As Singapore turns 50 this year, the issues concerning Singapore's past and future come to the minds of many Singaporeans.
How does Singapore compete and remain exceptional to be relevant to the world? How do we nurture and empower our fellow citizens aboard the Singapore mothership?
At the Institute of Policy Studies (IPS)'s annual flagship Singapore Perspectives (SP) conference last Monday, national sovereignty and the challenges faced by global cities were among the main topics discussed.
The late S Rajaratnam, our first Foreign Minister in 1972 spoke of Singapore becoming a global city with the world as hinterland. Today, with globalisation, a world of competition is upon us as every major conurbation seeks to do the same. No matter how bright our star, we inhabit an increasingly crowded sky with new constellations sparking forth across the firmament.
Conventional wisdom tells us to run faster, work longer and try harder, to keep up by being better than other cities in what they do. Likewise the "me too" approach of entering existing markets.
But conservative caution brings a different kind of risk. An existing market already has competitors and incumbents, making the "me too" task harder. Incremental improvement still requires fighting for different slices of the same pie, rather than creating new markets.
In a world where global cities have become commoditised, Singapore can and must do better. While maintaining our core competencies, we must aspire to what no other country or city can do right now. Better still if nobody else can replicate it easily after we have done it.
This requires a certain pioneer mindset, coupled with a gutsy yet responsible approach to investment:
• We must research transformative innovations, even if only a minority of projects will come to fruition.
• Singapore can reinforce the "hub of hubs" status, bringing many disruptive technologies together, interwoven with a culture of design elegance and aesthetics in manufacturing and services.
For example, the modern iPhone and its top Android competitors are so successful because they combine multiple disruptive technology paradigms: multi-touch user interfaces, cloud computing, GPS navigation and the automation of knowledge work. Design sensibilities in turn separated the destinies of the successful Apple iPod and its early Asian competitors which fell by the wayside.
• Intellectual property protection must remain strong enough so that world-class innovators bring their highest-end and most sensitive work to Singapore. But it cannot be so tight that patent trolls stifle invention and competition.
• Public sector investment can spur private breakthroughs. As economist Mariana Mazzucato has observed, many commercialised technologies started out as research projects in academia or the government sector. Investment should still continue, to renew the shared common resources that spur innovation. New partnership models will be needed to socialize the rewards of research, not just the risks.
• In government, the Smart Nation plan is a useful step forward. Imagine a model of social policy making which leverages Big Data analytics across multiple agencies (with the necessary privacy protections), all of it integrated with modern behavioural economics insights. As the World Bank's report "Mind, Society and Behaviour" points out, enlightened policy recognises our human natures and how people's decision-making is influenced by personal circumstances such as plentitude or adversity.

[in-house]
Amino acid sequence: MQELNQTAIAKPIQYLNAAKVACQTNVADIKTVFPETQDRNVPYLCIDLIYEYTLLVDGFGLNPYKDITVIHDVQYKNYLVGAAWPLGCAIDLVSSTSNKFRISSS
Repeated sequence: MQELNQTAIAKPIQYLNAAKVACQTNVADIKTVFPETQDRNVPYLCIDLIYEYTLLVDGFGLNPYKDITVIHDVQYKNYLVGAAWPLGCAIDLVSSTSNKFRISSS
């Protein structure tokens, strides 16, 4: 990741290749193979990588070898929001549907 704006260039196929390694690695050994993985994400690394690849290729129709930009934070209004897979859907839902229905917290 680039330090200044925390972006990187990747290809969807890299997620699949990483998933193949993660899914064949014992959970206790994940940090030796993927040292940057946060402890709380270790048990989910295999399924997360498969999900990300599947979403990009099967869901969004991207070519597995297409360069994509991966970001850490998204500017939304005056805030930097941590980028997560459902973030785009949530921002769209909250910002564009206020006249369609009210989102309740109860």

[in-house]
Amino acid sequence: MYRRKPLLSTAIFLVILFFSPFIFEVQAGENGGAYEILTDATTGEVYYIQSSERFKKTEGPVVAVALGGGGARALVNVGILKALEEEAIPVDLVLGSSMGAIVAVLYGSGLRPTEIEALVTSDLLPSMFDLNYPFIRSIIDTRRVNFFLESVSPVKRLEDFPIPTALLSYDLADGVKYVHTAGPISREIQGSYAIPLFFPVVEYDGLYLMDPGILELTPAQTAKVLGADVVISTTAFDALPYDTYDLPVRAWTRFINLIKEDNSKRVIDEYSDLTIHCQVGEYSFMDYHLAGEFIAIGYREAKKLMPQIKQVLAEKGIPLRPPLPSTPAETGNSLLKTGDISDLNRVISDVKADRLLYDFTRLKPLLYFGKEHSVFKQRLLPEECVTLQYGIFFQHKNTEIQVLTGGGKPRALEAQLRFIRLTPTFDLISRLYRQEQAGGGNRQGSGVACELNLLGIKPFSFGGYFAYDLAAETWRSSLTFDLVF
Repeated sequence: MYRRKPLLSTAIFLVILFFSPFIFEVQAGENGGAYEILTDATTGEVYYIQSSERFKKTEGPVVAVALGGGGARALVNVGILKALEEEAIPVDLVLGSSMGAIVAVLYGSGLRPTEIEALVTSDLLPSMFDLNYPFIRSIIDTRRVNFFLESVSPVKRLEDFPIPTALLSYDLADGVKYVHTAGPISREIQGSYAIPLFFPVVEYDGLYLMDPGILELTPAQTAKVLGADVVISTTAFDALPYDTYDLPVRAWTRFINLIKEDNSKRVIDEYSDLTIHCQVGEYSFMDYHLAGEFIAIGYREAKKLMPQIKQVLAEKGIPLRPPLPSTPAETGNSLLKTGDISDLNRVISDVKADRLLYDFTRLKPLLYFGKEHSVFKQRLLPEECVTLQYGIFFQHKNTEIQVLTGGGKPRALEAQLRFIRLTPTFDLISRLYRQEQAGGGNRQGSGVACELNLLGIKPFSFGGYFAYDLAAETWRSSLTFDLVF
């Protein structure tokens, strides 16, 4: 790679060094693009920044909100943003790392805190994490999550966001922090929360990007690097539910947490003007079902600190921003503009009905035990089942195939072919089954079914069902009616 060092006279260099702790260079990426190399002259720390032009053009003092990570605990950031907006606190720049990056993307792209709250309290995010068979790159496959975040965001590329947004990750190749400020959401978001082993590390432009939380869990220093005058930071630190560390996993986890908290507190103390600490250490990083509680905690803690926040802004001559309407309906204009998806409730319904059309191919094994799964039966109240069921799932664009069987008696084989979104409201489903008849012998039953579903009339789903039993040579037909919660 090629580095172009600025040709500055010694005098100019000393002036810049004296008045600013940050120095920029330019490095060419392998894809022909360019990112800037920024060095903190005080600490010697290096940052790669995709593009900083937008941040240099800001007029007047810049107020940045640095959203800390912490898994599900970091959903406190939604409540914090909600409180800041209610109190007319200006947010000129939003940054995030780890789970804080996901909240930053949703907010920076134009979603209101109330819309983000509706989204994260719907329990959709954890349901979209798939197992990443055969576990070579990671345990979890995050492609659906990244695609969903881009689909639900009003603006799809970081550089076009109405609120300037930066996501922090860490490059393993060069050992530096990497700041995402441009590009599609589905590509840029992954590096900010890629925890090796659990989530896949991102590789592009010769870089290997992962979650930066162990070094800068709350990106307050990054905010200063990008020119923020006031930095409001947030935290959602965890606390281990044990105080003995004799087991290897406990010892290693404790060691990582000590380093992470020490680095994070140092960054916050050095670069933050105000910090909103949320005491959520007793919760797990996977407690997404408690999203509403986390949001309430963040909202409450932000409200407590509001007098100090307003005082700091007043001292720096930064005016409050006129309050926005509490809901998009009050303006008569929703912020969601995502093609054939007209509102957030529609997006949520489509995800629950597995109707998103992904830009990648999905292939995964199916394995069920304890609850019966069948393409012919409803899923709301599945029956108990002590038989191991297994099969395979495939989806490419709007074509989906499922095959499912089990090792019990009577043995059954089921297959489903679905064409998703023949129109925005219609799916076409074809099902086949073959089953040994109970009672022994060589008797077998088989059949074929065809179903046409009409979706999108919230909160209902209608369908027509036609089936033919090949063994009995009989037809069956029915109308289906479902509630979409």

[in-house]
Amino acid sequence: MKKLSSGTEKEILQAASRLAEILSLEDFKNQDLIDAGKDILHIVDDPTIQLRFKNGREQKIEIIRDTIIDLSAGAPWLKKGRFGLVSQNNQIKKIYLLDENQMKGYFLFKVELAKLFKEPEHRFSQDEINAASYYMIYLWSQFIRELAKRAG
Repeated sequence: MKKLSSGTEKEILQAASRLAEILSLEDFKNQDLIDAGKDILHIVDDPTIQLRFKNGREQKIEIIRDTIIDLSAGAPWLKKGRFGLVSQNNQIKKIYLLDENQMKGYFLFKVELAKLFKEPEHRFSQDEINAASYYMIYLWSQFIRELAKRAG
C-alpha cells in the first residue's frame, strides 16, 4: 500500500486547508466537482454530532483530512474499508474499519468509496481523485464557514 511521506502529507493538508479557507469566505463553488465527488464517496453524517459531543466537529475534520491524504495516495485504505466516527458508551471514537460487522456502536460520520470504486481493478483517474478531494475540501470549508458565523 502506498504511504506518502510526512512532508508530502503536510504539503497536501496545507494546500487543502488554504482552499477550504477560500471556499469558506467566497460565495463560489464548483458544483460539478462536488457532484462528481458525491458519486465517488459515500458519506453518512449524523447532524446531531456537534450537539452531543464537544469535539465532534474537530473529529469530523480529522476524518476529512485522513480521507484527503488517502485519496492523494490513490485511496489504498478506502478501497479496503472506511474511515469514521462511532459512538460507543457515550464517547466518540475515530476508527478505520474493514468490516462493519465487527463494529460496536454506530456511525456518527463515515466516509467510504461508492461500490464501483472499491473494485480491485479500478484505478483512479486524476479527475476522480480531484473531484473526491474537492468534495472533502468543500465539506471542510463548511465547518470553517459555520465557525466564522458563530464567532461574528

The 3 Cs to seize the future
To seize that future and leap beyond our competitors, we must ignite a special kind of fire within ourselves.
The courage to believe that we can outwit, outthink and outperform the competition from around the world.
The conviction that Singapore, tiny as we are, can still stand for something special, with ideals and community worth defending with all our hearts.
The compassion to hold together as one Singapore family, celebrating our brothers' and sisters' success in times of plenty, while sharing risk and burden in times of need.
I have sympathies for the rabbits of this world, having been born in the year of the Rabbit, and as a child having wanted to keep a rabbit as a pet. However I do not think Singapore will survive if we are rabbits led by rabbits.
Unless you are a vorpal bunny! (Source)
There are too many geopolitical and economic tigers, elephants and even dinosaurs out there who might consider us one bite in a happy meal, or trample us underfoot, or sit down on us from a great height (or worse).
Neither will it suffice for us to be rabbits led by lions.
We have to be a nation of lions, led by lions - as the late S Rajaratnam put it in 1983.
Done right and done well, we will not only protect the Singapore mothership. We can transform it into a mothership to boldly go where no mothership has gone before.
Tan Wu Meng is a medical doctor working in one of Singapore's public hospitals. He writes in a personal capacity. His commentaries and op-eds on Singapore are available here.
Top photo from Your Singapore Facebook page.